"Baker will emerge from the talks declaring that he was firm with Aziz, he did not negotiate and that he demanded a full Iraqi withdrawal from Kuwait, etc., etc.," a Western diplomat said. "Aziz will say he made Iraq's position clear on the Palestinian issue and Iraq did not yield to the American threats." Both sides would simply declare victory for the sake of their own domestic audiences, after which the elements of a behind-the-scenes deal would start to be implemented, he said.

"The Americans will not back down. They say they won't make any face-saving offers," the diplomat said. "Well, they won't have to, because someone else is going to do it for them."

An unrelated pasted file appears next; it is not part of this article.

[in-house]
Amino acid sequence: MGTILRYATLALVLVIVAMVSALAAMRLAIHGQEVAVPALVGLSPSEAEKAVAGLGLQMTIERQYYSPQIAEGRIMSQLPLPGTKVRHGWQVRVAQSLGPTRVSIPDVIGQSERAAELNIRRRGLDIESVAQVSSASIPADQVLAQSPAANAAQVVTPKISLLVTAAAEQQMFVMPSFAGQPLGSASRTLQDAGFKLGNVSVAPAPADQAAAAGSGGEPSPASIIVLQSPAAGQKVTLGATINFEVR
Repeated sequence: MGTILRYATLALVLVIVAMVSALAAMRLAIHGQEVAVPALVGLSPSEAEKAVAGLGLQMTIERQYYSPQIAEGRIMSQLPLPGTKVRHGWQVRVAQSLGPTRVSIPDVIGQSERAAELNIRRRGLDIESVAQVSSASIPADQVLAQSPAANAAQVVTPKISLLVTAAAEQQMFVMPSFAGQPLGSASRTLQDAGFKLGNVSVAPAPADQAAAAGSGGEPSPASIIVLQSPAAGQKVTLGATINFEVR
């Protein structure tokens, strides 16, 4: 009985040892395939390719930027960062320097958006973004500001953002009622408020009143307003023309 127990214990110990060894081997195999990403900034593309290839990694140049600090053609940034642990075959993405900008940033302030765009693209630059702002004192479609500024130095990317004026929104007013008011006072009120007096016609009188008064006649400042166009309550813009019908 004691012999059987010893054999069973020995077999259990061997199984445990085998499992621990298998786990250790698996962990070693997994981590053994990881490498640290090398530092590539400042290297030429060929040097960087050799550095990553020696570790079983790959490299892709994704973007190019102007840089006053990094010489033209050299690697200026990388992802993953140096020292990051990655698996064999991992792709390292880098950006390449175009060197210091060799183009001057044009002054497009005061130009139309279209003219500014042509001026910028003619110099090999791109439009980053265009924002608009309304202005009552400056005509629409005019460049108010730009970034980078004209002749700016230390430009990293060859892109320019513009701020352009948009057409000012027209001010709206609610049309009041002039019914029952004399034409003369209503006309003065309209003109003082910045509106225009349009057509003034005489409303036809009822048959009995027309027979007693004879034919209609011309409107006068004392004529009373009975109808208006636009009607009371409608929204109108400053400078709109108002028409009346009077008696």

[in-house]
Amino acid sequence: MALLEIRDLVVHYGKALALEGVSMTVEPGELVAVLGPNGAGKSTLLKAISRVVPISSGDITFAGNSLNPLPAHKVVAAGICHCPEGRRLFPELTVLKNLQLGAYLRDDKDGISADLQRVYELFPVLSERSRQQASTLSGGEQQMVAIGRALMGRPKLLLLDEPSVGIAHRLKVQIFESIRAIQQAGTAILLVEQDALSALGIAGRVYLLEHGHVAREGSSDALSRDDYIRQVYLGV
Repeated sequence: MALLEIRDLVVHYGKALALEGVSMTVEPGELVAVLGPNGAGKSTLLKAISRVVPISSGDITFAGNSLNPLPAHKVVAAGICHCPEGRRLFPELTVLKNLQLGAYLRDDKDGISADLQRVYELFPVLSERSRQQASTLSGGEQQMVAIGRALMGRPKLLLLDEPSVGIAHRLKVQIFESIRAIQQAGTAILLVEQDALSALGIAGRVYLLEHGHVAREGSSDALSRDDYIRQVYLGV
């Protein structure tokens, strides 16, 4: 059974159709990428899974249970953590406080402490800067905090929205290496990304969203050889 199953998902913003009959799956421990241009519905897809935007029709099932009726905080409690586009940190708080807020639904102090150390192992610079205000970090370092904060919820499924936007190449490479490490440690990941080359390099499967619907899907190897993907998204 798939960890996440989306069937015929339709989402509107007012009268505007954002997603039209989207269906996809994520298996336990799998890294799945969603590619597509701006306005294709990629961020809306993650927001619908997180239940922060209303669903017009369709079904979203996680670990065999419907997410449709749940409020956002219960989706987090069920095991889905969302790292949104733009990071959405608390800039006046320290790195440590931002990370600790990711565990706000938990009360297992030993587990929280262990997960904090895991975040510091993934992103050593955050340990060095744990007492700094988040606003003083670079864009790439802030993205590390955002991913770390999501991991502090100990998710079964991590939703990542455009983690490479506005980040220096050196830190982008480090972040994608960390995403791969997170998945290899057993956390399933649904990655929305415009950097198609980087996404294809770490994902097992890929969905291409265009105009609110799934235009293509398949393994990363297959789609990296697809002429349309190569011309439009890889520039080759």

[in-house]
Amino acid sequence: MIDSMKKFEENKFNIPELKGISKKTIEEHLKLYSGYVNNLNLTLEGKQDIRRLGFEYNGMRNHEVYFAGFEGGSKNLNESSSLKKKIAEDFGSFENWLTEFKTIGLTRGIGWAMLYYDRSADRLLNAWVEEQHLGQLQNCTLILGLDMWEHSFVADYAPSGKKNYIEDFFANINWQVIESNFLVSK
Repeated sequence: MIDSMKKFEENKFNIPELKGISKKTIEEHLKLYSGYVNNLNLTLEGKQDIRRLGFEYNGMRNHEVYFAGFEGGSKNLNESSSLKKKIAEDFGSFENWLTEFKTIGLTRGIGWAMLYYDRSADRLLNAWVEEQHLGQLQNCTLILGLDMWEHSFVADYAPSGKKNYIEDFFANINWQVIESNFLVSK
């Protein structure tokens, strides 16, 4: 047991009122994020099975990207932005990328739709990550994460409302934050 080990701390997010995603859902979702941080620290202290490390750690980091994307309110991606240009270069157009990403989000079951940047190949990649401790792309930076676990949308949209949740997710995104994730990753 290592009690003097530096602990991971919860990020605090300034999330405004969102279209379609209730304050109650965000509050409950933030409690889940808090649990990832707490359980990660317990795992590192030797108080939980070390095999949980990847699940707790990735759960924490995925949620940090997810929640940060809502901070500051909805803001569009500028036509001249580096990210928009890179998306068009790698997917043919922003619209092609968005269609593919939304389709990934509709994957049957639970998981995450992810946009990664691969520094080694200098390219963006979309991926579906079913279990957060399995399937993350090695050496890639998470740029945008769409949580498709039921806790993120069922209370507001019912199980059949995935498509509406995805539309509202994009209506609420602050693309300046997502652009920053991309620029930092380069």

Another envoy described the Baker-Aziz meeting as "something that will look nice on the {television} screen and in the papers but will not really amount to much" because of other deals already being cut.

Another part of the process, according to this diplomat, is Loncar's talks with the Saudis and Kuwaitis. He said he expected Loncar to secure their consent for an "Arab solution" to the crisis -- a key face-saving measure sought by the Iraqis to give the impression that the Arabs resolved the problem without superpower interference.

Loncar's effort, which is on behalf of the Nonaligned Movement, is essentially a continuation of Bendjedid's unsuccessful mission, the diplomat said. The Algerian mission failed when Saudi Arabia refused to receive Bendjedid, who reportedly carried a message from Saddam expressing his willingness to settle the Kuwait conflict.